To understand it more clearly, we understand that the differential threshold is the smallest change that must be made in a stimulus for the person to be able to perceive it .

The differential threshold is a phenomenon that can depend on the circumstances. Thus, a person who is undergoing a psychophysical experiment may indicate that he or she will feel the changes one day, and when the experiment is done again in another situation, even though the same physical changes in magnitudes occur, the person will no longer perceive them. For this reason, it is necessary to rigorously repeat the experiments whose objective is to delimit this threshold exactly.

Adaptively speaking, people have developed the ability to discern between the intensity and other elements of stimuli . For example, in order to ensure the survival of the newborn, mothers need to skilfully identify the voice of their children, even though, to others, it may seem that all newborns have the same voices when they cry.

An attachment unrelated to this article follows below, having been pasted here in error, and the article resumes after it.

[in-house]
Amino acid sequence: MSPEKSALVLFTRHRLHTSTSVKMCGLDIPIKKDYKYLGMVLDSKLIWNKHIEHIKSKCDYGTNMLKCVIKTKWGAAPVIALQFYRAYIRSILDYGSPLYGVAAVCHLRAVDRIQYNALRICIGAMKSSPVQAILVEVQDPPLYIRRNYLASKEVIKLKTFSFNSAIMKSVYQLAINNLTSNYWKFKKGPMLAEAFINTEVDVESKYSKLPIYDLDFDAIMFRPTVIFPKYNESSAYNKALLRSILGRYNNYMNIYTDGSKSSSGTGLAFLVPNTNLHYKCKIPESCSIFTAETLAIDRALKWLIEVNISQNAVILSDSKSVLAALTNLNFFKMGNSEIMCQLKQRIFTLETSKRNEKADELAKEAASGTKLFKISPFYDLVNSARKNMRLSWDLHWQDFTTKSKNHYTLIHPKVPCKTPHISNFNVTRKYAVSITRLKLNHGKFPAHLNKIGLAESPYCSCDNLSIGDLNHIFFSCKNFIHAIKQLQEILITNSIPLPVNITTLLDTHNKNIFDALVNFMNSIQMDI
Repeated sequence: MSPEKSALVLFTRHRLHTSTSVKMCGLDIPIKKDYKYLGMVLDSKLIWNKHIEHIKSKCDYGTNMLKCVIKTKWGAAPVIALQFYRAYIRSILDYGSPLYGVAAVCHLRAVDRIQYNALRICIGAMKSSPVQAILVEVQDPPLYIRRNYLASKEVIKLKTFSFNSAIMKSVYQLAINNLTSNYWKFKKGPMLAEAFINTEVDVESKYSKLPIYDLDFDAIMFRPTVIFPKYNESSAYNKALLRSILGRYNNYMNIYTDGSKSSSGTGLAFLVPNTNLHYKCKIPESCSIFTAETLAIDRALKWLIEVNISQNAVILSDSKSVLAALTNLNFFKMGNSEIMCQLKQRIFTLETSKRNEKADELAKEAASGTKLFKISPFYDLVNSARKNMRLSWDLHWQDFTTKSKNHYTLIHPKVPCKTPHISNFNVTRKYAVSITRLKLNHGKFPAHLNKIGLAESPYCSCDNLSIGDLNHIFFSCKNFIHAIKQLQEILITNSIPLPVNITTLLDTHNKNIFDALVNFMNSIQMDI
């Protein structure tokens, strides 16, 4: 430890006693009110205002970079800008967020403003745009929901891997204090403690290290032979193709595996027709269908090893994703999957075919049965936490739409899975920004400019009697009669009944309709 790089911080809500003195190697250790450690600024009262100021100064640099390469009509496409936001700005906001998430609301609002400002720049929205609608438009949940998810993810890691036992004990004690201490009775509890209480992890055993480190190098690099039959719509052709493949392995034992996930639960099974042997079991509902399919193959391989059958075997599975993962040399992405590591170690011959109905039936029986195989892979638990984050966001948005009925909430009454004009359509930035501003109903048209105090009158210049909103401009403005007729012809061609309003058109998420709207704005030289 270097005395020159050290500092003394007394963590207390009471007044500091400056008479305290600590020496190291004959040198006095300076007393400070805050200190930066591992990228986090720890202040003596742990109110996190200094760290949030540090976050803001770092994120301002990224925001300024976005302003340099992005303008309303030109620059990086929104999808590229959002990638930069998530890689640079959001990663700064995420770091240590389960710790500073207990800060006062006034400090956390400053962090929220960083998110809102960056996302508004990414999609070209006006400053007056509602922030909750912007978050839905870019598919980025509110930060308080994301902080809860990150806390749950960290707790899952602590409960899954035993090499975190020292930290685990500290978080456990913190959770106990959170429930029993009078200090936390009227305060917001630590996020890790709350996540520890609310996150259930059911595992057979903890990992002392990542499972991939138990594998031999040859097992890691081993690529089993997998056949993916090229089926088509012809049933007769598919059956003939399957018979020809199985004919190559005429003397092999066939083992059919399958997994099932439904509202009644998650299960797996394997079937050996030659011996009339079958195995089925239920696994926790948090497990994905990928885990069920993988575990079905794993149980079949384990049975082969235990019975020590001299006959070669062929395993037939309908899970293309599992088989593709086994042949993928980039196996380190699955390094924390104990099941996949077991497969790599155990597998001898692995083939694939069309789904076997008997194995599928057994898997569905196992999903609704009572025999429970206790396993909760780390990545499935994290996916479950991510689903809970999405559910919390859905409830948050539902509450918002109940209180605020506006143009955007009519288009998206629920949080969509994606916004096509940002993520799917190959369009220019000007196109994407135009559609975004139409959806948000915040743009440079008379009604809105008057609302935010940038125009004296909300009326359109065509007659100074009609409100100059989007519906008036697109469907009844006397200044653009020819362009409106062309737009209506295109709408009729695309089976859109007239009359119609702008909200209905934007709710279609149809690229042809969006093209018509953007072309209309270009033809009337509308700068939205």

Determination of the differential threshold by the limit method

The determination of the differential threshold can be done on an experimental basis taking into account the following

A subject may be asked to indicate whether he perceives differences between two stimuli in each trial of the experiment . This requires that there is either a standard stimulus or one with an always fixed value (E1) and another stimulus whose intensity will vary throughout the experiment or a variable stimulus (E2). The task of the subject is to indicate when he feels that E1 and E2 are different. Modifications in E2 can go in both directions, i.e. their value can be increased or decreased with respect to E1.